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Clinical Laboratory Integration into Healthcare Collaborative (CLIHC)

About CLIHC

The Centers for Disease Control and Prevention (CDC) convened seven Institutes from 1984 to 2007 on critical issues in clinical laboratory practice. These institutes brought together national and international experts to consider the role(s) of the clinical laboratory in providing quality testing services for improved patient outcomes. The Clinical Laboratory Integration into Healthcare Collaborative (CLIHC) was subsequently established by CDC’s Division of Laboratory Systems (DLS) to study important “gaps” identified in the institutes and to develop solutions to optimize the effective use of laboratory services for better patient care. CLIHC’s current focus explores the challenges clinicians face for appropriate laboratory test selection and result interpretation. Solutions for these challenges will improve utilization of laboratory services and a reduce diagnostic and treatment errors and delays.

Free Mobile Applications from CLIHC

Anticoagulation Manager (ACM App)

Blood clots affect 900,000 Americans each year and determining the correct type and dosage of anticoagulant drug can be challenging. This can often lead to diagnostic errors when prescribing anticoagulants. The Anticoagulation Manager (ACM) is a free mobile application developed through the collaborative efforts of the CDC and the Georgia Institute of Technology. ACM is a resource for clinicians guiding the utilization of the appropriate laboratory testing and administering the appropriate anticoagulant drug in the correct dosage and at the right frequency to patients. The application provides consolidated, evidence-based, and accurate information for clinicians. It is intended to decrease the number of errors made by clinicians when ordering laboratory testing and administering anticoagulant drugs. Download the application here.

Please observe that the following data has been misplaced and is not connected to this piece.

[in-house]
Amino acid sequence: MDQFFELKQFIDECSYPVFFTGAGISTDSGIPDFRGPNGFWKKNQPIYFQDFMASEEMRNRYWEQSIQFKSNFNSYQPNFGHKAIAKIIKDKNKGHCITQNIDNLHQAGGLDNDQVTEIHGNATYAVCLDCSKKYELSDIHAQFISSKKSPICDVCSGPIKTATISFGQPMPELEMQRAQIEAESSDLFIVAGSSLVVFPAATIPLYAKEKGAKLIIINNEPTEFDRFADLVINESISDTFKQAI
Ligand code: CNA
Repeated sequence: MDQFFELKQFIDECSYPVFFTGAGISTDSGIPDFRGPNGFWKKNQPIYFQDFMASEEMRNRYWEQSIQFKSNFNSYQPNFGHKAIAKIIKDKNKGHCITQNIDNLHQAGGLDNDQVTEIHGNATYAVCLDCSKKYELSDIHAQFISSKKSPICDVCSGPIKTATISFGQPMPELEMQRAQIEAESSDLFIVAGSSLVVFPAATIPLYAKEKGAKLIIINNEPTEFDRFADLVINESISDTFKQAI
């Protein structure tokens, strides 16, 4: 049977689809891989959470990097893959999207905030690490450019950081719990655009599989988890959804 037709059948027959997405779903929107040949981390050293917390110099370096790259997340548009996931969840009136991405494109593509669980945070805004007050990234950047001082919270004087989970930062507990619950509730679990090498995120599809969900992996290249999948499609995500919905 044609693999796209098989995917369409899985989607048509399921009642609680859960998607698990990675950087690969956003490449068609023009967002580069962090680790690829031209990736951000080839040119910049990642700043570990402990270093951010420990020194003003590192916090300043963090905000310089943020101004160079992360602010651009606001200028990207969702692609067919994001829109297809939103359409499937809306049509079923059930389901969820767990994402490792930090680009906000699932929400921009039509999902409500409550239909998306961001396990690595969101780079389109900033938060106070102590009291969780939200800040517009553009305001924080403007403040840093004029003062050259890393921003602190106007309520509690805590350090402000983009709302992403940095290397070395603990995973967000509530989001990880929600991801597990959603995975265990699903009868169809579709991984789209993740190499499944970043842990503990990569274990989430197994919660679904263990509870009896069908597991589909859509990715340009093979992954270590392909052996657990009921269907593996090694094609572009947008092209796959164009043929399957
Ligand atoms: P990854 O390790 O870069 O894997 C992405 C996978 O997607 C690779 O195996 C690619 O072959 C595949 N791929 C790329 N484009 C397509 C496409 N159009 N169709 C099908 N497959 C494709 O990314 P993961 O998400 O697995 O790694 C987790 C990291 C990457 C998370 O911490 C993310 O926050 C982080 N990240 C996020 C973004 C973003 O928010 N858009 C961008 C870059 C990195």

Partial Thromboplastin Time (PTT App)

CDC’s PTT Advisor offers clinicians a tool to quickly select the appropriate follow-up tests to evaluate patients with a prolonged partial thromboplastin time (PTT) laboratory result and a normal prothrombin time (PT) laboratory result.  PTT Advisor will run on your iPhone, iPod touch or iPad.  PTT Advisor has been created by CDC in collaboration with experts in diagnostic coagulation with a collective experience of more than 50 years in the field.

2012 CLIHC National Survey

The 2012 CLIHC national survey of 1700 internal and family medicine physicians revealed numerous challenges in laboratory service utilization.

Test selection challenges included:

  • multiple or confusing test names for the same test
  • diverse testing panels with the same name
  • differing practice guidelines
  • communicating with laboratory professionals

Challenges in result interpretation identified in the survey included:

  • variation in laboratory normal values and reporting format
  • previous results not readily available
  • lack of timely reporting
  • results inconsistent with patient’s symptoms

Suggested solutions included:

  • CPOE with electronic suggestions for appropriate test ordering
  • clinical algorithms/pathways to guide test selection
  • interpretive comments
  • reflex testing

Communication with laboratory professionals is of particular concern because it was the least frequent among the various ordering and interpretation tactics used in dealing with the challenges. However, when clinicians did consult with laboratory professionals, the majority found it useful. Overuse, underuse, and misuse of laboratory tests may be reduced and patient care improved, if the methods deemed “useful” by the survey respondents can be available to more physicians.

Training, Publications, and Presentations

Training

CLIHC training offering continuing education:

Title

Communicating and Collaborating for the Right lab Test and Diagnosis

Description

This podcast is designed to improve the use of laboratory services and facilitate collaborative clinical decision making among primary care physicians and laboratory professionals when selecting the most appropriate laboratory test. Content is derived from a scenario based skit between a clinical pathologist (Mike Laposata, M.D., Ph.D) and internal medicine hospitalist (Jim Meisel, M.D., FACP) that offers insight on the importance of clearly communicating with laboratory professionals to ensure that the most accurate laboratory test is selected in order to obtain an accurate clinical diagnosis for quality patient care.

Objectives

Publications

CLIHC peer-reviewed publications raise awareness about gaps and potential solutions for clinicians’ optimal use of clinical laboratory services for improvement in patient care.

Clinical Decision Support
Laboratory Test Selection/Ordering and Result Interpretation
Collaboration
Education
Newsletters

Five Newsletter Reports referenced CLIHC work:

Presentations

CLIHC presentations given at conferences/meetings:

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